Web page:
SNP leadership candidate Kate Forbes has said she would not have voted for the Scottish government's gender reform bill in its current form.
The finance secretary told BBC Scotland she had "significant concerns" about self-identification.
She earlier confirmed her bid to take over from Nicola Sturgeon, who last week announced her resignation as party leader and first minister.
Health Secretary Humza Yousaf and ex-minister Ash Regan are also standing.
In her BBC interview Ms Forbes also vowed to defend the right to same sex marriage even though it clashed with her personal views as a member of the Free Church of Scotland.
Recent months have seen controversy over the Gender Recognition Bill, which aims to make it easier for people in Scotland to change their legally recognised gender.
The legislation was approved by the Scottish Parliament in December.
But the UK government said it would block the legislation, arguing that it would conflict with equality protections applying across Great Britain.
Ms Sturgeon described this as a "full-frontal attack" on the Scottish Parliament and said ministers would defend the bill.
However, Ms Forbes told the BBC she would be "loath to challenge" the UK government's decision.
"That is an important principle which I hold to.
"But I think on this... seek legal advice and recognise it is not a priority right now for the people of Scotland, who are focused on other things."
Ms Forbes said she had "significant concerns" about self-identification, and would not have been able to vote for the bill in its current form.
She said there should now be an "adult conversation" with the UK government about how the bill could be amended.
Asked in her BBC interview if someone should simply be able to declare they are a woman if they were born a biological male, she replied: "I don't think self-identification is sufficient."
Ms Forbes, who was on maternity leave when the gender reform vote took place in parliament, said people she has spoken to wanted to focus on the NHS, the cost of living crisis and making the case for independence.
During her BBC interview Ms Forbes was asked whether a man should be able to marry another man.
She said: "Equal marriage is a legal right and therefore I would defend that legal commitment.
"Incidentally though I would hope that others can defend the rights of other minorities, including religious minorities that might take a different view."
The Skye, Lochaber and Badenoch MSP said there was a distinction to be made between personal morality and practice - and a person's political responsibilities as a lawmaker.
Ms Forbes added: "In terms of the morality of the issue I am a practising Christian and I practice the teachings of most mainstream religions - whether that is Islam, Judaism or Christianity - that marriage is between a man and a woman. But that's what I practice.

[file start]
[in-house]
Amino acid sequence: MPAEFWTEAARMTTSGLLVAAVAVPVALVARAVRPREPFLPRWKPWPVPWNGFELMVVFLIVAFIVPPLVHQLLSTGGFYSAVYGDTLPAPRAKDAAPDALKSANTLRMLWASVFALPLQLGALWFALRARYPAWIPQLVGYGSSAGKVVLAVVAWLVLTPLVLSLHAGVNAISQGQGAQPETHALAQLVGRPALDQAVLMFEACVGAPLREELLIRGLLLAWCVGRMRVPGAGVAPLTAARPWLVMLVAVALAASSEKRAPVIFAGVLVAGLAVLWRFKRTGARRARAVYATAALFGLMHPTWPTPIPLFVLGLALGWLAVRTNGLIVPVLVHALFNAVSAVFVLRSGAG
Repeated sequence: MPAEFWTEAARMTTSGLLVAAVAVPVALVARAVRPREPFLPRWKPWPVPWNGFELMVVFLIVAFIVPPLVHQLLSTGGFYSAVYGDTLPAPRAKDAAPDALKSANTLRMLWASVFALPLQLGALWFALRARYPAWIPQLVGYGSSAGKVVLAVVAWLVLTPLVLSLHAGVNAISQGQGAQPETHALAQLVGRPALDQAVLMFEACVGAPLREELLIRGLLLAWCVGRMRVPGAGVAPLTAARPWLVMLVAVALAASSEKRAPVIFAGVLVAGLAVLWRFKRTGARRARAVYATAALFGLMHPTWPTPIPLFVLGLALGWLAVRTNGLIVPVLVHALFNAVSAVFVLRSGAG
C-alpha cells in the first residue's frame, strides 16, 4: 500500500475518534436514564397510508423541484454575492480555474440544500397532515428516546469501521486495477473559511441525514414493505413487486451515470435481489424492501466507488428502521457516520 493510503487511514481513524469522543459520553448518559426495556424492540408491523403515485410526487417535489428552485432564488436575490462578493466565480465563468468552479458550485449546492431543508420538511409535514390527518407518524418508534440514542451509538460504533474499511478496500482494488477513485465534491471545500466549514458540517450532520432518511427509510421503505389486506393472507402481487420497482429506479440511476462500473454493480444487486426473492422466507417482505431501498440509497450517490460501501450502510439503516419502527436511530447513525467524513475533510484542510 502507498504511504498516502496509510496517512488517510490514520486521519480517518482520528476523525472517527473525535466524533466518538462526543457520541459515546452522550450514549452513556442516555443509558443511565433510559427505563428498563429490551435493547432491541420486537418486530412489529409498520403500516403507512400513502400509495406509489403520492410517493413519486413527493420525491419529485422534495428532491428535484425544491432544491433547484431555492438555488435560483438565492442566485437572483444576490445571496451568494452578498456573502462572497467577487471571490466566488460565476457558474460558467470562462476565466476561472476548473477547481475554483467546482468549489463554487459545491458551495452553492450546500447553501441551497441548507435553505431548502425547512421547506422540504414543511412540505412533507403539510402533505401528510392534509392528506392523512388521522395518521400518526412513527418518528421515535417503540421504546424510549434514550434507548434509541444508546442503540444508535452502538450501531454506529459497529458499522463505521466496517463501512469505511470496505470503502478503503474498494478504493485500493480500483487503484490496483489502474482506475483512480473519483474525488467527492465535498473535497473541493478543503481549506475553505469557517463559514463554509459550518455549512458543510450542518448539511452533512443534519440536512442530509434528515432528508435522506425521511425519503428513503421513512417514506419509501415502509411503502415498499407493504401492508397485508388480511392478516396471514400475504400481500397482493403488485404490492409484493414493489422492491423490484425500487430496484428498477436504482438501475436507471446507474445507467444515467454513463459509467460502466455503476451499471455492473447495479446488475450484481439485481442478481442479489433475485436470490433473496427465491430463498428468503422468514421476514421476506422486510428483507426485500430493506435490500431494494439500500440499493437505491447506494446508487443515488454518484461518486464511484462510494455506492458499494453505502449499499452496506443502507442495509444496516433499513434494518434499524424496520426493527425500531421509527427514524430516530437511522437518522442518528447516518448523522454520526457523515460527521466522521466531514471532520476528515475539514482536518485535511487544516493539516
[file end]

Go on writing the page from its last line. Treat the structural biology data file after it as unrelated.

"As a servant of democracy in a country where there is law I would defend to the hilt your right and anybody else's right to live and to love without harassment or fear."
Ms Forbes said the SNP needed "a reset" over its strategy for independence, which she said has been "largely determined by a few people".
She also said she has the "vision, the experience and the competence" to inspire voters within the party and across the country.
Ms Forbes previously said that Scotland and the Yes movement were at "a major crossroads".
"I cannot sit back and watch our nation thwarted on the road to self-determination. Our small, independent neighbours enjoy wealthier, fairer, and greener societies - and so can we," she said.
Leadership candidate Ash Regan has been an outspoken critic of the gender reform legislation, quitting her role as community safety minister in protest before it was approved by Holyrood.
However, Humza Yousaf promised to stand by the legislation and challenge the UK government's order blocking the bill.
He said: "There's the principle of the Section 35 order, which I think we have to defend the Scottish Parliament against.
"But on the issue more broadly, I'd be keen to work with those who have got real concerns.
"Let's engage with them. Let's try to bring them around the table. Let's not let this issue define us as a movement."
Speaking at the launch of his leadership campaign in Clydebank on Monday, Mr Yousaf said he would focus on the policies of independence, not the process.
He added that he was "not wedded" to the idea of a de facto referendum.
Earlier, Constitution Secretary Angus Robertson ruled himself out of the leadership race.
He said: "As the father of two very young children the time is not right for me and my family to take on such a huge commitment."
Candidates have until Friday to secure 100 nominations from at least 20 local branches to secure their place on the ballot. The winner is due to be announced on 27 March.